Endangered animals are species where the number of animals living in the wild has been excellently reduced due to various reasons, such as deforestation or changing climate. It means they are at high risk of dying out shortly if we don’t take any steps to protect them.
Although extinction is a natural phenomenon, with between one and five species becoming extinct yearly, we are now losing dozens of species daily. One million species (including plants) will be estimated to be lost by 2050. Learning about endangered animals is the first step to raising awareness about this issue.
Endangered Animals For Kids: Facts
If you and your kids are learning about endangered animals in the classroom, you might want to learn some exciting facts for kids. For example:
- There are only 350,000 elephants left in Africa. It indicates a dramatic drop from the approximately 7.5 million African elephants recorded in the 1930s.
- The Red Panda is endangered because the trees they live in are cut down for wood. They are also hunted for their beautiful fur. Sometimes, they get caught in traps meant for other small animals.
- Humans are responsible for 99% of the endangered species.
- The Blue Whale is endangered because there are poisonous chemicals in the seas. As a result, they are sometimes hit by ships and can get injured so severely that they die. In addition, they can get caught in fishing equipment.
- Extinction is a natural process in the wild. The standard rate is about five species per year. However, the current extinction rate is over 12 species a day. It means that if we continue in the same way,30%–50% of currently known species of animals will be extinct within the next 30 years.
What Causes Animals to Become Endangered?
Humans are the biggest threat to animals today for several reasons, including the introduction of invasive species. One example is the grey squirrel that was introduced to the UK from America in the 1800s, leading to a decline in red squirrel numbers. Find out more about the impact of humans on animal populations below.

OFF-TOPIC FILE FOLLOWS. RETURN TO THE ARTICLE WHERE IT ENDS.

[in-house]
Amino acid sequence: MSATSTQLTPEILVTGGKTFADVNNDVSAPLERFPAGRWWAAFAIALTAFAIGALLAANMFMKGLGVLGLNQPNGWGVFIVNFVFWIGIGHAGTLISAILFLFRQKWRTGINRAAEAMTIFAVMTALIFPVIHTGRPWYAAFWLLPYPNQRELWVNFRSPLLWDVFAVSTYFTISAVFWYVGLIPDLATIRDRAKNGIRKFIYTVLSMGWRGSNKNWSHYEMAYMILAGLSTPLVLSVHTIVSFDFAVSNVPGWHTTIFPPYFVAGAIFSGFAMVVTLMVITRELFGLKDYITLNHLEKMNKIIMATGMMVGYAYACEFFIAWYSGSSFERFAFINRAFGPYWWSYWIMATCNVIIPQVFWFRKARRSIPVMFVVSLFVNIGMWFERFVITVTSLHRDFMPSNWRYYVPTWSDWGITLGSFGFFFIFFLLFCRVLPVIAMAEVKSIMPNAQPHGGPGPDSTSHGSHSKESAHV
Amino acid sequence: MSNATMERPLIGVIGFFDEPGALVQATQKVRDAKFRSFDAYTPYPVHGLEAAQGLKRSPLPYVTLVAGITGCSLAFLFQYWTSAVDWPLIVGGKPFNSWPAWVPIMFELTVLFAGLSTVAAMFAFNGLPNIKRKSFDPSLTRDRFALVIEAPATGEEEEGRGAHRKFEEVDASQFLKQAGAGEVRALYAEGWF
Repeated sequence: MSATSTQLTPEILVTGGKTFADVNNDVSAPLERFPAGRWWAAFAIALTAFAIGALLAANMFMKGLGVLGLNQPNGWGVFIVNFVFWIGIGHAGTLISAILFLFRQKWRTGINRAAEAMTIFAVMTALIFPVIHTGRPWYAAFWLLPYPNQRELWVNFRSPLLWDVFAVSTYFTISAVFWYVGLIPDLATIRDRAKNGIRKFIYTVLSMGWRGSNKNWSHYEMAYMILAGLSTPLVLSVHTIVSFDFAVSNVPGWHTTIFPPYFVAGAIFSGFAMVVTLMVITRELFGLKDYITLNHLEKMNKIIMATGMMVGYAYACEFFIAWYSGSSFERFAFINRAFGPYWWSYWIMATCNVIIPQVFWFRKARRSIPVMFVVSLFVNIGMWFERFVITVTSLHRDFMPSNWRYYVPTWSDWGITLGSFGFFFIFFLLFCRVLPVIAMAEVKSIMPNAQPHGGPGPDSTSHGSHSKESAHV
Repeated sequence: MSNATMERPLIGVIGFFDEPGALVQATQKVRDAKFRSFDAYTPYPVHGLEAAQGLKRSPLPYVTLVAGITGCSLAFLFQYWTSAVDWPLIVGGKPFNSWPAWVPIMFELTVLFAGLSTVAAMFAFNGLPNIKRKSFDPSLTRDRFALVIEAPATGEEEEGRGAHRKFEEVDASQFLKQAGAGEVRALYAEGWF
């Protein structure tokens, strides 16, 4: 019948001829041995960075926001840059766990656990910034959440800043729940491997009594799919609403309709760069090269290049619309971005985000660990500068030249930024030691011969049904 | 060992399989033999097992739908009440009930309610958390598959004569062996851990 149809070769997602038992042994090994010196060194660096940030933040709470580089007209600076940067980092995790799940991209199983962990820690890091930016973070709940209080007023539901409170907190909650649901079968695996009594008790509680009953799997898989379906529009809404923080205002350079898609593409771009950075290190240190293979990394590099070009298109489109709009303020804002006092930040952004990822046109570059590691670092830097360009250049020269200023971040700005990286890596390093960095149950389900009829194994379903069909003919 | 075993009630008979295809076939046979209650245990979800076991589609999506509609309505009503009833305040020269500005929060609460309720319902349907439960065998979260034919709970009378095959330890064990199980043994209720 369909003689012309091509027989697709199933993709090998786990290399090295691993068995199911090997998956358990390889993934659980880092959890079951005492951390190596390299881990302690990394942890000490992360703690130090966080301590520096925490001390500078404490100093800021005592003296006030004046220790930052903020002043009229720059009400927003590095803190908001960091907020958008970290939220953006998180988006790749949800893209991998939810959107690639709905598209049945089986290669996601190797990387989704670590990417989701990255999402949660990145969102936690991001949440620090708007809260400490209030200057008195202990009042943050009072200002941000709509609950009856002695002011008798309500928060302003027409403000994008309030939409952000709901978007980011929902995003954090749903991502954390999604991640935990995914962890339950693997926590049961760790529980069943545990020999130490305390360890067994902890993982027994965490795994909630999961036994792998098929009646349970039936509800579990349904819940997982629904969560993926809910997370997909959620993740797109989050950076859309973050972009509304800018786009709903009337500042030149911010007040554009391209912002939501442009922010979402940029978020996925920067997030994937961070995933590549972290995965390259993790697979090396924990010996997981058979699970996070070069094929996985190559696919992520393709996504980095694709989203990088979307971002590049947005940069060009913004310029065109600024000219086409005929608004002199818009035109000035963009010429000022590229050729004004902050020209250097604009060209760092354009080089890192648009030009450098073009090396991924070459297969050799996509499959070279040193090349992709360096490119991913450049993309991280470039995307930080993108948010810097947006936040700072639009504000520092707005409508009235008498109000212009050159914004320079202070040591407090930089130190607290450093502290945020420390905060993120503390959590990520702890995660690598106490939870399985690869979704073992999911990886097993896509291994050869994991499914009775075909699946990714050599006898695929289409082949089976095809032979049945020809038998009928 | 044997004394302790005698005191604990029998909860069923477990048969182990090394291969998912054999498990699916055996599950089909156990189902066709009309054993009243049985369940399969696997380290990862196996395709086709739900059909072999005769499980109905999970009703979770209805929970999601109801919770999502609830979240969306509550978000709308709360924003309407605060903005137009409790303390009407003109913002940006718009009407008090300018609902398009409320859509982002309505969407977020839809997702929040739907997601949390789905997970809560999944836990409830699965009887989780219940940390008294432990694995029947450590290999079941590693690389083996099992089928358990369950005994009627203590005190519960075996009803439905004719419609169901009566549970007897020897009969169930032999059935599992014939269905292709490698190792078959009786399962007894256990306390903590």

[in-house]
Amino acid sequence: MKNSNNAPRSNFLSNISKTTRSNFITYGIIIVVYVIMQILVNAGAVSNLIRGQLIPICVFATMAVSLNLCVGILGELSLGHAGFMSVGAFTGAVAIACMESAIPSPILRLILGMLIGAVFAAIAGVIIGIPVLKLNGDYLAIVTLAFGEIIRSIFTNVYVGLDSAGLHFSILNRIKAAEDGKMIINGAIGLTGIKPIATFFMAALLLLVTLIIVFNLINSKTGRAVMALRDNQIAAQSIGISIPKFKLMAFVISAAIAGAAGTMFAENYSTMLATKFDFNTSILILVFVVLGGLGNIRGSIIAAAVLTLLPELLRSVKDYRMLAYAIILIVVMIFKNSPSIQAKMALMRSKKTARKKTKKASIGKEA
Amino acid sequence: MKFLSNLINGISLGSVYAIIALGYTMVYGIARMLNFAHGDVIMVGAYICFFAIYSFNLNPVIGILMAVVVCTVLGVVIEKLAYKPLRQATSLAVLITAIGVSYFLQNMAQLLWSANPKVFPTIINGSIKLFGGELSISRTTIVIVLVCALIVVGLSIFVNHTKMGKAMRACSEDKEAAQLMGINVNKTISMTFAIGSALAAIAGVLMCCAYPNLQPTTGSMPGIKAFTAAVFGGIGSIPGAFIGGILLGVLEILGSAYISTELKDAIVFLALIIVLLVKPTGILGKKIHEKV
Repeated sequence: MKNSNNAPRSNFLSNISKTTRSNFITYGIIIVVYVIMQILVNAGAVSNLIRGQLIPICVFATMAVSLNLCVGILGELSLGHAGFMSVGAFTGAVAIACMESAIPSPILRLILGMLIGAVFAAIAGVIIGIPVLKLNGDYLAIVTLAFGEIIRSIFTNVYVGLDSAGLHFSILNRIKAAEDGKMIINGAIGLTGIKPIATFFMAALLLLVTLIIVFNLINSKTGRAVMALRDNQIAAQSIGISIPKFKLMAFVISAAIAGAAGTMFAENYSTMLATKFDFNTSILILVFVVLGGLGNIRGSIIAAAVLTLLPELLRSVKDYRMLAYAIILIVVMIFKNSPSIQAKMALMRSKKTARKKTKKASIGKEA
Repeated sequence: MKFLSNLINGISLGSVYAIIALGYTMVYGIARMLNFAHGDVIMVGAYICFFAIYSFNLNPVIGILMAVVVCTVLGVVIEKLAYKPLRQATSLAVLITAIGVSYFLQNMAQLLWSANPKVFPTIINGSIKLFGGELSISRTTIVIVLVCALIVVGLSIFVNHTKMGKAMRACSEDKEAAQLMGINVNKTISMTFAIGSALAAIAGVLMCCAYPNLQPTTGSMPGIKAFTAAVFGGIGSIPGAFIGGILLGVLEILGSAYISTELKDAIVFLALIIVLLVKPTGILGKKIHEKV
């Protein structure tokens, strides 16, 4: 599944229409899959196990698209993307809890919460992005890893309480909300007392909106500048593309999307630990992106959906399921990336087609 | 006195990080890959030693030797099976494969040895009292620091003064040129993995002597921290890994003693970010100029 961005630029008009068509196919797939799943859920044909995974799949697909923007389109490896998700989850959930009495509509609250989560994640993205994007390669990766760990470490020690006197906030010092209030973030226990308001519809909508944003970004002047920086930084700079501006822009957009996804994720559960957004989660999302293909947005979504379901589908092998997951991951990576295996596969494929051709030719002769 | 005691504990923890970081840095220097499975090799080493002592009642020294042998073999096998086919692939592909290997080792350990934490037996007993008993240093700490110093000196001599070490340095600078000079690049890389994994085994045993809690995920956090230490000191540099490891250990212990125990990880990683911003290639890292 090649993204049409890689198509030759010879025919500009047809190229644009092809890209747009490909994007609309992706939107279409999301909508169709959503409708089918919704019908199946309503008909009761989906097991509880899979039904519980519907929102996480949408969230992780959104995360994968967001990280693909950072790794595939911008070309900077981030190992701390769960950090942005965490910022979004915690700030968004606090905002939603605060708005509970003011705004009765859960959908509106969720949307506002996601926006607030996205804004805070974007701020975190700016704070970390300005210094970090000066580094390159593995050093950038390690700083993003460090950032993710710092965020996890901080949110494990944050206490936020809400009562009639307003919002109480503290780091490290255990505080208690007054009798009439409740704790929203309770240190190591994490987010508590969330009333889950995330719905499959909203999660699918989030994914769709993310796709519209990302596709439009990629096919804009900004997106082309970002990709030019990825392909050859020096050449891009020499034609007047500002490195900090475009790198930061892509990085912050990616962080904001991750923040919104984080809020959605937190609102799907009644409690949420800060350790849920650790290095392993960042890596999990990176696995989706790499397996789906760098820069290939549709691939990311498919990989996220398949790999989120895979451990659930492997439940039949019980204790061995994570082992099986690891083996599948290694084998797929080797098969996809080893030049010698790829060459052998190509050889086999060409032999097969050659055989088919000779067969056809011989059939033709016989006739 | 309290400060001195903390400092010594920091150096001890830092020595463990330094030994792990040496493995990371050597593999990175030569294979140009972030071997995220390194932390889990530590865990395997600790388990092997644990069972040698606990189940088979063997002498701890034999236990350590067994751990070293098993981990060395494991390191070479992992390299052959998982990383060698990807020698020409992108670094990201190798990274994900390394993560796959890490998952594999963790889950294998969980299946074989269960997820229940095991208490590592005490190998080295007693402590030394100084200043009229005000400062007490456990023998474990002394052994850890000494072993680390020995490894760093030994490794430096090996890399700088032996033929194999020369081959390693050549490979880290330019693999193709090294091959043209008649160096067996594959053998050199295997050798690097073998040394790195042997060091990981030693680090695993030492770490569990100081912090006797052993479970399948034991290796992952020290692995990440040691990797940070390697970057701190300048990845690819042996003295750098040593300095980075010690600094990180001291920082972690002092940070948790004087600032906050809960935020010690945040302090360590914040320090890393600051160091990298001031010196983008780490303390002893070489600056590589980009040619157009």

1) Habitat destruction
Habitats such as rainforests are being destroyed on vast scales to make space for farmland, commercial logging, or human settlements. This scale of deforestation and the clearance of other habitats for agriculture means that wild animals are confined to smaller spaces, making it more difficult to find food and raise their young. In turn, this causes wildlife populations to decline.
2) Hunting and poaching
Hunting and poaching are also responsible for falling wildlife populations, as animals are killed so that people can sell their fur and horns.
3) Pollution and pesticides
Pollution comes in many forms, including pollution from rubbish, air and water pollution, noise and light pollution, and soil contamination. In addition, pesticides can wash into rivers, contaminating the water and harming more than just the bugs targeted on crops.
4) Global warming
Global warming is having a significant effect on the habitats of lots of different animals. For example, the sea ice that polar bears rely on is disappearing. Similarly, countless animals, such as the hawksbill turtle, depend on coral reefs. But warming water is causing bleaching of the coral, putting the survival of many species at risk.
Endangered Animals For Kids Species List & Pictures
Here’s a list of endangered animals for kids:
African Wild Dog
Golden Lion Tamarins